WESLEY A GOSSETT V LORI SIMONS GOSSETT (Per Curiam Opinion)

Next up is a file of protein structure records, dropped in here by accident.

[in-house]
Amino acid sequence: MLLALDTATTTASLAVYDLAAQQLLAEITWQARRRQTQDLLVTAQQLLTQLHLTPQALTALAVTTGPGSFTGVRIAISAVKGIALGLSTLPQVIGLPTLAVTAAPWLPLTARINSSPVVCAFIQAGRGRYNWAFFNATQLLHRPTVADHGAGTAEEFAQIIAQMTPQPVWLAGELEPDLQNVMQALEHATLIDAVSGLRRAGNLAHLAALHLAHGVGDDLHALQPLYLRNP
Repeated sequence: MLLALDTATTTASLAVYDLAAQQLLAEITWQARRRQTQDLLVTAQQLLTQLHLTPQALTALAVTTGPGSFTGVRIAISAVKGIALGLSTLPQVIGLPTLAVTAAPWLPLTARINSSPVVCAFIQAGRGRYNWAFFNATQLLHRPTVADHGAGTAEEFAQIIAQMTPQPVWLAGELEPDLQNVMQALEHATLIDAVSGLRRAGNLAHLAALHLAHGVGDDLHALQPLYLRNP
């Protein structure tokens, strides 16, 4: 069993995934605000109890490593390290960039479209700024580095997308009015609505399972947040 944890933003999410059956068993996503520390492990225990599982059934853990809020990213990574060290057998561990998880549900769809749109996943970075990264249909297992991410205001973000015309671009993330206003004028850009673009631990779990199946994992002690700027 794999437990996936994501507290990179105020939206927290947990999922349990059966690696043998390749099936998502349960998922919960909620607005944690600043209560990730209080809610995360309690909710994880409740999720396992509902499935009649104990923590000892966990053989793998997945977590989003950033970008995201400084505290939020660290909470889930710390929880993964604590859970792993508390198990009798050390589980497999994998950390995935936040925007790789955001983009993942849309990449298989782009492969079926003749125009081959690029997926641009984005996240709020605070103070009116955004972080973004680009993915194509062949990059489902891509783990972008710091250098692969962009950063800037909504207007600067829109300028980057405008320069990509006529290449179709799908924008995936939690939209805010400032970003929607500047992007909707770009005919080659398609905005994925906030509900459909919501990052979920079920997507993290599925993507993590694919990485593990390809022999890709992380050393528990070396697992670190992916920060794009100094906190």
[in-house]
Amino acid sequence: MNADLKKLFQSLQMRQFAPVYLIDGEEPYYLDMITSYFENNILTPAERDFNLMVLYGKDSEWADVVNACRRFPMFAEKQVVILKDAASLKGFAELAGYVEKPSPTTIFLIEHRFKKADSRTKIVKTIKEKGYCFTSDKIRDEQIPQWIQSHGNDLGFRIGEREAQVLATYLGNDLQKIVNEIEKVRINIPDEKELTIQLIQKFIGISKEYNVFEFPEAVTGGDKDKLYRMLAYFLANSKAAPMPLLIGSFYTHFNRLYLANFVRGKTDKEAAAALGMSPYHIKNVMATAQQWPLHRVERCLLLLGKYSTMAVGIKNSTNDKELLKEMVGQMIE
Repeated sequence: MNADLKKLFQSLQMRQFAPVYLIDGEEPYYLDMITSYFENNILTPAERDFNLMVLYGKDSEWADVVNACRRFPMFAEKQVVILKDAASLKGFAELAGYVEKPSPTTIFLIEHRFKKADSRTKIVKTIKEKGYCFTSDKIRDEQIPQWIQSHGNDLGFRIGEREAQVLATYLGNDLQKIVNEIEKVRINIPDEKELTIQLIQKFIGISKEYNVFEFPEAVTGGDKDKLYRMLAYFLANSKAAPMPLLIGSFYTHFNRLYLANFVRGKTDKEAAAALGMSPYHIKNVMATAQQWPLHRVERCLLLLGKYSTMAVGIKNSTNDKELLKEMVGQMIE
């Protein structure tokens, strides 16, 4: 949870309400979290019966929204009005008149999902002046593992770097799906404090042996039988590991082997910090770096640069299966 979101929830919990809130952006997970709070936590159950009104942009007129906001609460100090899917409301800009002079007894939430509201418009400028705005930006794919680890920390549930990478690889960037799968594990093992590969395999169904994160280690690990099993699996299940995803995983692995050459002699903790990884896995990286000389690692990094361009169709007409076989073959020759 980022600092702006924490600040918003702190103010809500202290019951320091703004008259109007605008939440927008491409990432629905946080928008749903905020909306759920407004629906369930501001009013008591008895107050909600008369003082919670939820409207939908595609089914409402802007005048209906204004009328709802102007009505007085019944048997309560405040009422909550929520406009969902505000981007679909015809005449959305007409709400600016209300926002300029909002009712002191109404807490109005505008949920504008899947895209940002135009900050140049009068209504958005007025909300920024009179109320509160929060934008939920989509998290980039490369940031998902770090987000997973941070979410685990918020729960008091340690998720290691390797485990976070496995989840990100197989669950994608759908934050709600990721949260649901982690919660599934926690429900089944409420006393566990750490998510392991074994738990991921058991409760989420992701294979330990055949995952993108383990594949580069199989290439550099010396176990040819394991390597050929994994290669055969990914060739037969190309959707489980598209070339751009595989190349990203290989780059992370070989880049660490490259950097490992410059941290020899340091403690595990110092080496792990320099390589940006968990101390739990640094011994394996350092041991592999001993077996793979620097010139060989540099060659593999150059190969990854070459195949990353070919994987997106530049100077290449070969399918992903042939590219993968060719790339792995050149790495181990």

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STATE OF MICHIGAN COURT OF APPEALS WESLEY A. GOSSETT, UNPUBLISHED October 20, 2015 Plaintiff/CounterDefendant/Appellee, v No. 320373 Arenac Circuit Court LC No. 13-012196-DM LORI SIMONS GOSSETT, Defendant/CounterPlaintiff/Appellant. AFTER REMAND Before: GLEICHER, P.J., and K. F. KELLY and SERVITTO, JJ. PER CURIAM. This case is before us following a remand to the trial court for further consideration of defendant’s request for attorney fees, spousal support, and health insurance. After review of the trial court’s findings, we now affirm. In our prior opinion, Gossett v Gossett, unpublished opinion per curiam of the Court of Appeals, issued August 4, 2015 (Docket No. 320373), we directed the trial court to consider defendant’s request that plaintiff pay her attorney fees, as the trial court made no specific findings of fact regarding defendant’s ability to pay attorney fees thereby rendering it impossible for this Court to determine whether the trial court’s ruling that each party be responsible for the payment of his and her own attorney fees was an abuse of discretion. On remand, the trial court indicated that based upon the evidence at trial, it was not persuaded that defendant did not have an ability to work. The trial court acknowledged that defendant’s ability to become employed may be affected by her criminal history, but indicated that her incarceration was brought on by her own behavior. The trial court observed that defendant was intelligent, capable, and thoughtful in terms of ability to maintain thought and concentration and was physically able bodied. It acknowledged defendant’s history as a substance abuser and indicated that defendant’s testimony suggested she was capable of addressing her issues. The trial court noted that defendant would have to devote herself, full time, to obtaining a full time job until she found one, and that the fact that she received high marks in her prior employment suggested she was capable of obtaining employment. Until then, the trial court determined that defendant had minimal expenses in comparison to plaintiff’s and that both parties likely had a reasonable -1- amount of attorney fees, but both had and have the ability to pay their own. Ultimately, the trial court ordered plaintiff to pay $500 toward defendant’s attorney fees within 45 days. Based on the record, we find this determination to be within the range of reasonable and principled outcomes. Saffian v Simmons, 477 Mich 8, 12; 727 NW2d 132 (2007). In our prior opinion, we further found that the trial court’s award of $450 per month in spousal support for a period of three years was outside the range of reasonable and principled outcomes and, on remand, directed the trial court to “give proper consideration to defendant’s work history, her needs and abilities, the parties’ relative positions, and any other factor that will enable it to reach a result that is just and reasonable under the specific circumstances before it.” Gossett, supra, slip op. at page 4. We also precluded the trial court from considering the award of $30,000 equity in the home to defendant as a factor in any spousal support award and to ensure that the divorce judgment reflect that any spousal support award is modifiable. At the remand hearing, the trial court appropriately addressed all relevant factors in determining a proper spousal support award. The trial court made specific factual findings regarding the factors set forth in Myland v Myland, 290 Mich App 691, 695; 804 NW2d 124 (2010), in determining that a spousal support award in the amount of $525.00 per month for a period of three years was warranted. The trial court did not abuse its discretion in formulating this spousal support award. Loutts v Loutts, 298 Mich App 21, 25; 826 NW2d 152 (2012). Finally, we directed the trial court to consider “on the record, defendant’s health care costs and needs and her ability to pay the same in determining whether an award of health insurance would be just and reasonable under the circumstances.” Gossett, supra, slip op at page 5. The trial court stated that it heard defendant’s claim that to obtain insurance comparable to that which plaintiff had through his employment would cost her approximately $400.00 per month. The trial court indicated that the cost of health insurance required an assessment of defendant’s ability to obtain full time employment, which it had considered in determining her ability to pay her own attorney fees and the appropriate spousal support award. The trial court found that defendant’s ability to obtain full time employment, combined with the spousal support she would be receiving enabled her to pay the majority share of her health care costs and that once her employment situation improved, she would be in an even better position to attend to her own health care costs. The trial court did, however, order plaintiff to pay $50.00 per month for a two-year period toward defendant’s health care costs. We find that decision to be just and reasonable under the circumstances. Affirmed. /s/ Elizabeth L. Gleicher /s/ Kirsten Frank Kelly /s/ Deborah A. Servitto -2-